Sara Eldén is Phd and Associate Professor of Sociology at Lund University, Sweden. Her research focuses care and care work, family, generation and children. She has published articles and book chapters with in a broad range of journals and publishers, and her recent books include Nanny families: practices of care by nannies, au pairs, parents and children in Sweden (Bristol University Press) co-authored with Terese Anving, and Forskningsetik: Vägval i samhällsvetenskapliga studier (Studentlitteratur). She is currently leading the Swedish part of the project Tackling Precarious and Informal Work in the Nordic countries (PrecaNord, 2022-2026) funded by Future Challenges in the Nordics programme. In addition, she is PI of the project Intergenerational Care (Swedish Research Council, 2018-01053), and is also co-researcher in the project RUT tax deductions for the elderly: New conditions for care practices (PI Anving, Swedish Research Council for Health, Working Life and Welfare, 2022-00566). She is co-editor of the journal Families, Relationships and Societies, (Bristol University Press), and also co-editor of two book series: Palgrave Macmillan Studies in Family and Intimate Life (Palgrave Macmillan), and Greppbar metod (Studentlitteratur). She served as editor-in-chief of Sociologisk Forskning 2017-2019 (Swedish Sociological Association). She is currently chair of the Swedish research council review board for Sociology, Social Anthropology and Social work.
Markus Jäntti is a Professor of Economics at Stockholm University and holds a PhD in economics from Åbo Akademi University in Finland. His research focuses on the importance of family background for adult economic outcomes and on income distribution and poverty, often in a comparative perspective. His work on child poverty and children’s economic outcomes in rich countries often examine parental labour force attachment and lack thereof. He had co-edited two comparative volumes on cross-national differences, with Janet C Gornick in 2013 “Income Inequality: Economic Disparities and the Middle Class in Affluent Countries” (Stanford, CA: Stanford University Press) and with John Ermisch and Timothy Smeeding in 2012 “From Parents to Children: The Intergenerational Transmission of Advantage” (New York: Russell Sage Foundation). He chaired of a recent commission, appointed by the Finnish Minister of Labour, charged with examining research-based way to increase labour force participation in Finland. He is currently the director of the Swedish Institute for Social Research at Stockholm University.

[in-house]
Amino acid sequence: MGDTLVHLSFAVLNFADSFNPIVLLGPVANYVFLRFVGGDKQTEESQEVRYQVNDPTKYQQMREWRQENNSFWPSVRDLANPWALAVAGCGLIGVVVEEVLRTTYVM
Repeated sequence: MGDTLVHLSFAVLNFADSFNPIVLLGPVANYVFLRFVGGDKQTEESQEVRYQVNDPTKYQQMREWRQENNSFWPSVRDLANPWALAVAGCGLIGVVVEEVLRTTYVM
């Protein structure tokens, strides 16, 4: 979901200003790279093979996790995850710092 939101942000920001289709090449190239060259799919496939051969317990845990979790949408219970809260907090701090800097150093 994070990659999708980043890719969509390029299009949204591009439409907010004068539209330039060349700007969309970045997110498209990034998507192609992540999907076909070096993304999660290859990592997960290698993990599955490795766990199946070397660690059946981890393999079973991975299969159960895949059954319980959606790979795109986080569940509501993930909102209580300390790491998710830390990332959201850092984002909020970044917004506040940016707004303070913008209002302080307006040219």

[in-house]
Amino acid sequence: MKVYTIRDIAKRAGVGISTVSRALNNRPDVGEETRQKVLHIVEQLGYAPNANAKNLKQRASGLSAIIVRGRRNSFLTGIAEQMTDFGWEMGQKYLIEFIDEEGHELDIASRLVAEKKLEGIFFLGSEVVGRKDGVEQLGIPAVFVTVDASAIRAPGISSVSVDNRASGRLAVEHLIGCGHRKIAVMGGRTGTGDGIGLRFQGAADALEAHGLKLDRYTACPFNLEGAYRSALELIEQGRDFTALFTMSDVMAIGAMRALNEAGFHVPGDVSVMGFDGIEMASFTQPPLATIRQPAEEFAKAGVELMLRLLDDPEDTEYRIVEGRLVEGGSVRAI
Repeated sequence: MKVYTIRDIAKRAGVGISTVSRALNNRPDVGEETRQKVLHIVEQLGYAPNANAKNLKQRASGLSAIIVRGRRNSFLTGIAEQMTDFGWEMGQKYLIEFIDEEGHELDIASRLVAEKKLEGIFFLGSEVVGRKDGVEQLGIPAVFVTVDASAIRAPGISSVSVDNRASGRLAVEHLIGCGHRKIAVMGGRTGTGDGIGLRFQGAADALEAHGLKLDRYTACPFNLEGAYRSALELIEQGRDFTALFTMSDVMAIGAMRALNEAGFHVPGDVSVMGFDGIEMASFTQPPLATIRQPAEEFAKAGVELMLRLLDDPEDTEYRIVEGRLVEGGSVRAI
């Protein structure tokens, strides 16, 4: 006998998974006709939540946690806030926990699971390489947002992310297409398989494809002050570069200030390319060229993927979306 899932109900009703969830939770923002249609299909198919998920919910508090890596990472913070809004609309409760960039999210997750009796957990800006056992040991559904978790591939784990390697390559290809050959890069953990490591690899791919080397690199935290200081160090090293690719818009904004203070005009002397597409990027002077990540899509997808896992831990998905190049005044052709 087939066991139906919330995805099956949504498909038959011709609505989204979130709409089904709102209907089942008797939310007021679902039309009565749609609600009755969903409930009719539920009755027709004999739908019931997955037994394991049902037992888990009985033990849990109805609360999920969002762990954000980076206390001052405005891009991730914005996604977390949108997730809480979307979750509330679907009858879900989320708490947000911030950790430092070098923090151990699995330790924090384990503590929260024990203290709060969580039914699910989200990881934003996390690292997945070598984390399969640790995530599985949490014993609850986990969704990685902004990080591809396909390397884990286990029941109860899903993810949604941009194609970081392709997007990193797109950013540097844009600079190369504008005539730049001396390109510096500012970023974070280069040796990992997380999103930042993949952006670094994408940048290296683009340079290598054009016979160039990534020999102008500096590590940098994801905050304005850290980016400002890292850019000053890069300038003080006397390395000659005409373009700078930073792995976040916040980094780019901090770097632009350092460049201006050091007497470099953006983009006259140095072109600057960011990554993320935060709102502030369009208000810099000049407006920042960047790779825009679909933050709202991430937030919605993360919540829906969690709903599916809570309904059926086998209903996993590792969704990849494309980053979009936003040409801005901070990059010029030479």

Rasmus Ahlstrand is a postdoctoral researcher in the Department of Sociology at Lund University. His research interests include labour studies and the sociology of work and focuses primarily on labour regimes, labour process and precarious work. In his previous research, he studied new forms of work organisation in the Swedish building sector, and in his dissertation, he shows how the Swedish building sector is undergoing a structural transformation as large parts of production are externalised and both major and minor firms rely heavily on subcontractors. Key to this process is how building companies have moved from recruiting cheap labour from abroad as additional labour power, to replacing a directly employed workforce with cheap subcontracted labour from abroad.
In addition, he has teaching experience from a variety of courses in sociology and is currently involved in primarily the Human Resource programmes on both undergraduate and graduate level.
Petter Korkman is a documentarist and knowledge activist at Cultural Factory of Knowledge Sharing (Tiedonjulkistamisen kulttuuritehdas ry, also known as TIUKU). Korkman works with several international research project to help bring art and multimedia into both the research setup and the broadcasting of key results. Korkman has experience from music and audio productions, filming and editing, planning and leading art workshops as well as from administrating and leading projects. Korkman holds a PhD in philosophy (Åbo Akademi 2001) and has well over ten years of experience of academic research, including almost ten years at the prestigious Helsinki Collegium for Advanced Studies (Helsinki University). Korkman works or has worked as a “camera and arts -quipped” co-researcher in e.g. All-Youth (Finnish Academy, project leader Päivi Honkatukia), Drawing Together (Nordforsk, project leader Ravi Kohli) and Digital Death (European CHANSE consortium, project leader Johanna Sumiala). Korkman strives to expand his own and other people’s understanding of the role(s) that art can have in research and research communication through TIUKU, where he works as coordinator and project leader (www.tiuku.org). Korkman also runs a songwriting programme for young people (www.gsonglab.fi).
Elisabeth Wide is a PhD researcher at the Faculty of Social Science at the University of Helsinki. She is finalising her doctoral dissertation on migrant care and domestic work, which analyses the formation of class and the contradictions pertaining to "free"/unfree labour from the perspective of live-in reproductive labour, while connecting outsourced reproductive labour to the relations of production. Her research interests include social reproduction, class theorisation, and the sociology of work. Elisabeth’s research has been published in NORA – Nordic Journal of Feminist and Gender Research, Journal of European Social Policy and Poliittinen talous.